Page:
This is written by someone who spent a good chunk of the previous decade commuting from Huntington to Charleston daily.
A lot of my West Virginia contacts on social media are happy about the anti-Ohio driver law making its way through the West Virginia Legislature. In simple terms, the law says anyone in the left lane of a four-lane highway who does not get over to allow faster traffic to pass can be ticketed.
OK, there is some logic to that idea. Putting the idea into practice doesn’t make a lot of sense, but we’re talking about a piece of legislation that appears to be aimed more at telling Ohio drivers how to act when they’re on West Virginia roads rather than offering a practical solution to a problem that exists only in the frustrations of West Virginians who refuse to obey traffic laws.
This proposed law has at least three problems.
First, at rush hour the minimum speed for traffic on Interstate 64 is 80 mph. That’s what the slowest drivers are doing, and that’s 10 mph over the posted speed limit. So if I’m in the left lane doing 80 because I don’t want to deal with traffic entering from the right a mile or two ahead and a guy behind me wants to do 90, I’m the person who gets a ticket?
Second, people who want you to move over tend to tailgate you. Who does the police officer ticket, the guy doing 80 or the guy tailgating him, which also is illegal?
Third problem: Who’s going to write these tickets? I almost never see any law enforcement presence on the interstate.
I put these comments on Facebook and got mostly positive responses. Then a guy who grew up near me in Ohio — we were in the same grade through school — and who now lives in southern West Virginia got me to rethinking my opinion.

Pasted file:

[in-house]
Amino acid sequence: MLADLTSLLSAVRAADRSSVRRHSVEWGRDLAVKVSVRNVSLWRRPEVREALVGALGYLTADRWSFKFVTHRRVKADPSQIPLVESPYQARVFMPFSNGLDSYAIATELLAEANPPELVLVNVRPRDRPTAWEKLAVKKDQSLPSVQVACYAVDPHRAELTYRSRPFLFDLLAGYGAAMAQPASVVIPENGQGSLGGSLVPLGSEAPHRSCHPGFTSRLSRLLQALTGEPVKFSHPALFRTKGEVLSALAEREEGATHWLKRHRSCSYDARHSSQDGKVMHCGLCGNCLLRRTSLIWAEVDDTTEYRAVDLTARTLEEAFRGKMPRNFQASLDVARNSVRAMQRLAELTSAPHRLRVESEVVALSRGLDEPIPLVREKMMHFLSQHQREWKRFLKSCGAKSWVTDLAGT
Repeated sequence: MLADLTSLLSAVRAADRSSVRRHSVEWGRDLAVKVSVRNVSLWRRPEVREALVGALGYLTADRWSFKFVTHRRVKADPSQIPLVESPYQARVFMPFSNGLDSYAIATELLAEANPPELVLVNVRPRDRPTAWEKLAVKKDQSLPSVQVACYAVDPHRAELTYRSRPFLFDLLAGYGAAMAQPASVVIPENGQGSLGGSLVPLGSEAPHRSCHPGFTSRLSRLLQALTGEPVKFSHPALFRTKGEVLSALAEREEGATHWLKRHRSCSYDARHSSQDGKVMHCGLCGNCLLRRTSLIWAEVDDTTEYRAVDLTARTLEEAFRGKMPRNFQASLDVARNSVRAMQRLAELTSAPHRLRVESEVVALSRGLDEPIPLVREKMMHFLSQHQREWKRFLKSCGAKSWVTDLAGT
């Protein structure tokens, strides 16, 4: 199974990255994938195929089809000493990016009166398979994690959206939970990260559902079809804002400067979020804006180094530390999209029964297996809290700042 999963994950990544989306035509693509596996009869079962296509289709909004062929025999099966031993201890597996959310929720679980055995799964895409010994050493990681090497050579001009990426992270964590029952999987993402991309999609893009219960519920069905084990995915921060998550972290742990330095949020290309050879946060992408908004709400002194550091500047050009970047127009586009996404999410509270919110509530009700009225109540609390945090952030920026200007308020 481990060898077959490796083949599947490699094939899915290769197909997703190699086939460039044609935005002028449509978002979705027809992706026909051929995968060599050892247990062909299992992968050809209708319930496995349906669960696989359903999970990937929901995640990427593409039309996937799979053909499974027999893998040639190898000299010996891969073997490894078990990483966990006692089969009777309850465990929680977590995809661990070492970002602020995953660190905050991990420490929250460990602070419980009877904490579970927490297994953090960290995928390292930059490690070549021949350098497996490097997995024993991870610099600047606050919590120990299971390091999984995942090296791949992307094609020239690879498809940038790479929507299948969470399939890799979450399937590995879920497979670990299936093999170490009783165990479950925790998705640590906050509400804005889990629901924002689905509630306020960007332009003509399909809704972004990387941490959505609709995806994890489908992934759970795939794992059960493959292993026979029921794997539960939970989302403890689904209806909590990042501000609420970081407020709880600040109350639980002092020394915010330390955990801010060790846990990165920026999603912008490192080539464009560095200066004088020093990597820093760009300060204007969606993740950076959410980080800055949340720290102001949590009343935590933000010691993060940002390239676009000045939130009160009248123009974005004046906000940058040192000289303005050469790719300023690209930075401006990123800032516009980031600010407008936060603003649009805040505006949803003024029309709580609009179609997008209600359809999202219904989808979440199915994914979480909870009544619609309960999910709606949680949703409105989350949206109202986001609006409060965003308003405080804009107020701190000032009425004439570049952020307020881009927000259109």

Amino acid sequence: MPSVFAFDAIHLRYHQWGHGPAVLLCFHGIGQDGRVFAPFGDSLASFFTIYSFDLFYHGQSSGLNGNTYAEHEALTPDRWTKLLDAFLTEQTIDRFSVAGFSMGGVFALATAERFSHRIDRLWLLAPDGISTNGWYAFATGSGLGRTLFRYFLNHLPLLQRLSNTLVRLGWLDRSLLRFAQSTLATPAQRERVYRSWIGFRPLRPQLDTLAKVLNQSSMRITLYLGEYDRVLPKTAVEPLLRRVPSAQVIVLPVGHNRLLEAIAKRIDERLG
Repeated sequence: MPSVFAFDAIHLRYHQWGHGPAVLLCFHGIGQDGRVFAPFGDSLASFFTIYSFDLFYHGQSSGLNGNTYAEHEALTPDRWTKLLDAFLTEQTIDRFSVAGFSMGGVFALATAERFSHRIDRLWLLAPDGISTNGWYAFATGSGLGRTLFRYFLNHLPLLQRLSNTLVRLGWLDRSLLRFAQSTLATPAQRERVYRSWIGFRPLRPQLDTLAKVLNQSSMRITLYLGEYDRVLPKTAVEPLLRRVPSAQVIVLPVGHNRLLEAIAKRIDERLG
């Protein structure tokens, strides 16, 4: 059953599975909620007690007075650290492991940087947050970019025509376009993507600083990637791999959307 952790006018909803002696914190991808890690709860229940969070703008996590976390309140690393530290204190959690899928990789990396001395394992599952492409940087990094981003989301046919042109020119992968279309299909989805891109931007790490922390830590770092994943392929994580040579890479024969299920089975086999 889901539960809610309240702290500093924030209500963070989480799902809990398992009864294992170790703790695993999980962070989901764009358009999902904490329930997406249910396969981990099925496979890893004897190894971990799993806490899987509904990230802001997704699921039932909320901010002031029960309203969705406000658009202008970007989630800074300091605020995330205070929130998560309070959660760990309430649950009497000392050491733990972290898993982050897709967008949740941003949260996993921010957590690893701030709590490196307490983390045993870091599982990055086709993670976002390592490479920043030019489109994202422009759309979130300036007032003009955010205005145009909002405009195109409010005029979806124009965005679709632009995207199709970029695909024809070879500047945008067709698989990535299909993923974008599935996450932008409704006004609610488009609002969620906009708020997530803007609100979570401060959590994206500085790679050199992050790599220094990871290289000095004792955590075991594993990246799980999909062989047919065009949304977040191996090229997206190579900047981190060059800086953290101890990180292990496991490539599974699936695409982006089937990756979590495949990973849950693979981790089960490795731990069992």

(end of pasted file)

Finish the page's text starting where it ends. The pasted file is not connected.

He commented that he drives the West Virginia Turnpike and sees people driving in the left lane below the speed limit for miles. “They have plenty of opportunity to move to the right lane but won’t. I don’t like passing on the right because the other driver may move right when I’m beside them. But what choice do you have?”
That’s a good point. I haven’t driven the Turnpike on my own dime in almost five years. Most of what I remember about it is (a) staying off it at night and (b) not being anywhere near a tractor-trailer when it’s going down one of those steep grades.
My next conversation on the subject was with Lee Ann Welch, the newspaper’s obituary writer. She said she drives the left lane of the Turnpike because many times the right lane is so rough. That reminded me of U.S. 35 in Putnam County — same situation for a stretch just north of Winfield. If the Legislature wants us in the right lane, it should make them drivable, she said.
So now I’m less certain.
If nothing else, by passing this bill, the Legislature can make many of its constituents feel good about how their driving skills are superior to those of Ohioans. So it might be useful after all.
Maybe I’ll sit this one out.